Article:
The collapse of the FTX platform is the latest episode in a black year for cryptocurrencies. Its shockwave threatens the future of an industry demanding regulation to survive.
2021 was an exceptional year for cryptocurrencies. Bitcoin, the best known, marked its peak at almost $69,000. The total value of digital assets reached $3 trillion thanks to the abundant liquidity in the markets with the expansive policies of central banks during the pandemic.
The outlook, however, could not be more different in 2022: cryptocurrencies have plummeted in the financial markets, and throughout the year, a succession of cases have undermined the credibility of digital assets. The novelty of the crypto world also helped fuel a bullish spiral that began to break with the monetary tightening that central banks have applied since the first quarter to combat high inflation.
The first collapse came in the spring with the fall of TerraUSD. The stablecoin maintained its parity with the dollar through a complex algorithm linked to Luna (an unbacked cryptocurrency) and lost virtually all of its value in five days. The collapse of the latter spread and affected exchange platforms such as Celsius Network, which suspended all client transactions and froze fund withdrawals in June, and the following month declared bankruptcy.
The final episode came in autumn with the bankruptcy of the FTX exchange platform, with a past peak value of $32 billion. According to experts, this is a clear example of the sector's lack of controls and supervisors. Its CEO, known in the past as the "crypto king," is in prison in the Bahamas, a tax haven from which the platform operated, and is wanted by the US justice system for fraud and money laundering, among other crimes. The scandal threatens Binance, the largest venue in the sector.
The lack of a regulatory framework is essential in explaining these events, and its implementation will be vital in shaping the industry in the coming years. Julius Baer's head of research, Carsten Menke, believes that the crisis will defer the adoption and recognition of cryptocurrencies as the primary investment asset. At the same time, the arrival of a legal framework will instill confidence in digital assets, which many questioned after the FTX scandal.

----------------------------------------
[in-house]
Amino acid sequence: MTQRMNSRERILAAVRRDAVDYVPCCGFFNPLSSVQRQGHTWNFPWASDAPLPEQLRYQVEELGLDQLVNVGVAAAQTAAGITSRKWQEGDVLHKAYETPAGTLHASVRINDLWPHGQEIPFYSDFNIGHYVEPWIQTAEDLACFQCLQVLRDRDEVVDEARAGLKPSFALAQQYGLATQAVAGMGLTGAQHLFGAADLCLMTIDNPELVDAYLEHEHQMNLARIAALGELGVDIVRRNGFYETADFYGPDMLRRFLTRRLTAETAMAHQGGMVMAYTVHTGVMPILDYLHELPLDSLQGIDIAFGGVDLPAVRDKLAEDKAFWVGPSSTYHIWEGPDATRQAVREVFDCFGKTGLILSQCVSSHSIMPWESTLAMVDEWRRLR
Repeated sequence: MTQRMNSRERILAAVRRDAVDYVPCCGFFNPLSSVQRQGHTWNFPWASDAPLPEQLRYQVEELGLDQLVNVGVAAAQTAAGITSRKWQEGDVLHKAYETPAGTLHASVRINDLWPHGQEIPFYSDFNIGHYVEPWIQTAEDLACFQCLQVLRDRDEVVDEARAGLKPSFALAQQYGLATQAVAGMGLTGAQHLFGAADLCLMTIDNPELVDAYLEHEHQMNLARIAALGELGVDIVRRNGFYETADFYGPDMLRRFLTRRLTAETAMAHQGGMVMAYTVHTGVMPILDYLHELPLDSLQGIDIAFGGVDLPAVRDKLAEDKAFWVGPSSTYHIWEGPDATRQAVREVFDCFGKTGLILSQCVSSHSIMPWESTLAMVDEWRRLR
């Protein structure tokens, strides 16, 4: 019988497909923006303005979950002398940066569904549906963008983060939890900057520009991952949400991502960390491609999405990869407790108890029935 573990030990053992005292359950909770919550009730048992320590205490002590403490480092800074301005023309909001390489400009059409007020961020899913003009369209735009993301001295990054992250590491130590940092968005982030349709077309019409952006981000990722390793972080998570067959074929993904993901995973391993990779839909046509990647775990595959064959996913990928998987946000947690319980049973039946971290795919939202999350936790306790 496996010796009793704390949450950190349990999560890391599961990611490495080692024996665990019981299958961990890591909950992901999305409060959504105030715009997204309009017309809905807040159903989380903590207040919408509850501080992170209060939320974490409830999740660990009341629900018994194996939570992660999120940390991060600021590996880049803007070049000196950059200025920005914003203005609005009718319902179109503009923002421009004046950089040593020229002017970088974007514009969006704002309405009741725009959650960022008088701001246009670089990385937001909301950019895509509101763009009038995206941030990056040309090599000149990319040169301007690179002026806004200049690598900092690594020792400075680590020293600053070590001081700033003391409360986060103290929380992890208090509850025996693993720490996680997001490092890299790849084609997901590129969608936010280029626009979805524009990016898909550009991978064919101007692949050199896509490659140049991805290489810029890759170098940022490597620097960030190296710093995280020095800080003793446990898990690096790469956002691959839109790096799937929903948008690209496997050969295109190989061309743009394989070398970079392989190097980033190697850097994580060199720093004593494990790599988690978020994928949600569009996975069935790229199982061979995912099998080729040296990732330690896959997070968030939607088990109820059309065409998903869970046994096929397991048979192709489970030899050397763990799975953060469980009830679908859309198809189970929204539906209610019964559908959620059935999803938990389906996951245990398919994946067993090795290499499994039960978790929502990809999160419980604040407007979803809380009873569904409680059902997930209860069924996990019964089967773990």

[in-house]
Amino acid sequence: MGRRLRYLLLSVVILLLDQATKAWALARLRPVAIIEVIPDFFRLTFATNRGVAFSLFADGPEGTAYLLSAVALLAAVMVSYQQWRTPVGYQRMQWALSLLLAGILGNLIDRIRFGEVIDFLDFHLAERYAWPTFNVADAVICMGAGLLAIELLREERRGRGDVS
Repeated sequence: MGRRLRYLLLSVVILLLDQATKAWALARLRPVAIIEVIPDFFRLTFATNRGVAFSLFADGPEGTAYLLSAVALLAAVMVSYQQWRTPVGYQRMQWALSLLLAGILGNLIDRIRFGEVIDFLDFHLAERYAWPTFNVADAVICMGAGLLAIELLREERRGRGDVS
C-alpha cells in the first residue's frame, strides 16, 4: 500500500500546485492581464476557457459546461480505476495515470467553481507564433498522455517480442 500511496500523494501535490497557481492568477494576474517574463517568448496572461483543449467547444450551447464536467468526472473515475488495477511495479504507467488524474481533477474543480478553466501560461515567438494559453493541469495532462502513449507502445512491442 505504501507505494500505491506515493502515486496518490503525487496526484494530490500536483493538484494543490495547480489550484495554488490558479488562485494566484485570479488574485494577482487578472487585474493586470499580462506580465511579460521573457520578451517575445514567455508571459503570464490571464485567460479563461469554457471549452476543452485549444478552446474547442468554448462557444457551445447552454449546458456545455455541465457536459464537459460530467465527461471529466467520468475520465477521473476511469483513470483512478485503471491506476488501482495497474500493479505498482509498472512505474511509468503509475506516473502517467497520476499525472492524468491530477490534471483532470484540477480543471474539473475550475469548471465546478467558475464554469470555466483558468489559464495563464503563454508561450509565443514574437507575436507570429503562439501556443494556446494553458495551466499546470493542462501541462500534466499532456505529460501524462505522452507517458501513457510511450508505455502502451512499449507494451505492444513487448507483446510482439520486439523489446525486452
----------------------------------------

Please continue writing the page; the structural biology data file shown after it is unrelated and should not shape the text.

Pointing in the same direction is Bit2Me spokesman Javier Pastor, who is "convinced" that a regulated environment will enable the growth of the industry and the entry of institutional investors integrating bitcoin and other crypto-assets into their portfolios. Alejandro San Nicolás Medina, professor at the Valencia International University (VUI) and industry expert, predicts that, despite the current situation, bitcoin will regain its pulse and, with it, the entire crypto ecosystem.
Experts agree in establishing an analogy between the dot.com crisis and the emergence of the Internet in the 2000s. Some cryptocurrencies and players will vanish, but many others will survive and will shape the digital assets of the future. After spring events, bitcoin plummeted 67% from all-time highs and stabilized around $20,000 until the FTX crash, which plunged the asset to its annual low at $15,485, levels not seen since November 2020.
Ethereum, the second most valuable cryptocurrency, suffered a similar fate and, after touching $5,000 in November 2021, was trading this Friday at $1,200, down 73%. Experts rule out that cryptocurrencies will become a means of payment for the time being (except in very few exceptions such as El Salvador, where bitcoin is legal tender), and their utility will reside as long-term value vaults.
According to Menke, this explanation acquires more weight in those institutions and countries without high levels of corruption and inflation and which enjoy a high level of trust from the public. In these cases, he points out. They must demonstrate usefulness for society and the economy to establish themselves and be accepted.
Pastor assures that bitcoin would play a "historical role" and that citizens begin to understand the importance of using crypto assets as a haven: out of the reach of third parties and with a monetary issuing defined by mathematics, without a central authority to back it up but secure.
San Nicolás considers that after reconfiguring the industry with more solvent and transparent companies, NFTs (non-fungible tokens), bitcoin, and ethereum, will remain. He places special focus on the decentralized community intrinsic to the Ethereum ecosystem.